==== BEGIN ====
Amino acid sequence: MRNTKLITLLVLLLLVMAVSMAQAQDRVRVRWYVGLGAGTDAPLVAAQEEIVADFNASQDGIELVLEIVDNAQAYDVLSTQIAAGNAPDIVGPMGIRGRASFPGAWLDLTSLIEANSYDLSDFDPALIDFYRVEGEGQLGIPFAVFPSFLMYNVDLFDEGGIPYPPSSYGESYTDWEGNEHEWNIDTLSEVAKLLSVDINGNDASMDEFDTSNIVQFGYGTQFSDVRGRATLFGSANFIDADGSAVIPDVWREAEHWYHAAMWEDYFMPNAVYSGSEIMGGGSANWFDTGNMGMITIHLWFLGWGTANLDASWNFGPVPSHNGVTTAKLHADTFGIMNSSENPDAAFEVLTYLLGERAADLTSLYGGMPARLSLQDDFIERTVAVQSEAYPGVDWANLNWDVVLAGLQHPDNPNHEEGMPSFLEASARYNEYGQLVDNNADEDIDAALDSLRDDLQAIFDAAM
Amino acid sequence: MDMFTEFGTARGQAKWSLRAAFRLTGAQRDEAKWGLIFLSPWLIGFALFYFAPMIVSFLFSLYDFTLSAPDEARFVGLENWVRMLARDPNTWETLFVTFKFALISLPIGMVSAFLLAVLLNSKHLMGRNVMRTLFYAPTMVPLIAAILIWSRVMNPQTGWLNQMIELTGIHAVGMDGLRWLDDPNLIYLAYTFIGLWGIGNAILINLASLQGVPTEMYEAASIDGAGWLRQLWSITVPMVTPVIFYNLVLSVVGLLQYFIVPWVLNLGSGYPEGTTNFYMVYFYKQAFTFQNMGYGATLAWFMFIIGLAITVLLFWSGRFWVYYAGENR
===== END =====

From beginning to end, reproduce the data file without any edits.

Amino acid sequence: MRNTKLITLLVLLLLVMAVSMAQAQDRVRVRWYVGLGAGTDAPLVAAQEEIVADFNASQDGIELVLEIVDNAQAYDVLSTQIAAGNAPDIVGPMGIRGRASFPGAWLDLTSLIEANSYDLSDFDPALIDFYRVEGEGQLGIPFAVFPSFLMYNVDLFDEGGIPYPPSSYGESYTDWEGNEHEWNIDTLSEVAKLLSVDINGNDASMDEFDTSNIVQFGYGTQFSDVRGRATLFGSANFIDADGSAVIPDVWREAEHWYHAAMWEDYFMPNAVYSGSEIMGGGSANWFDTGNMGMITIHLWFLGWGTANLDASWNFGPVPSHNGVTTAKLHADTFGIMNSSENPDAAFEVLTYLLGERAADLTSLYGGMPARLSLQDDFIERTVAVQSEAYPGVDWANLNWDVVLAGLQHPDNPNHEEGMPSFLEASARYNEYGQLVDNNADEDIDAALDSLRDDLQAIFDAAM
Amino acid sequence: MDMFTEFGTARGQAKWSLRAAFRLTGAQRDEAKWGLIFLSPWLIGFALFYFAPMIVSFLFSLYDFTLSAPDEARFVGLENWVRMLARDPNTWETLFVTFKFALISLPIGMVSAFLLAVLLNSKHLMGRNVMRTLFYAPTMVPLIAAILIWSRVMNPQTGWLNQMIELTGIHAVGMDGLRWLDDPNLIYLAYTFIGLWGIGNAILINLASLQGVPTEMYEAASIDGAGWLRQLWSITVPMVTPVIFYNLVLSVVGLLQYFIVPWVLNLGSGYPEGTTNFYMVYFYKQAFTFQNMGYGATLAWFMFIIGLAITVLLFWSGRFWVYYAGENR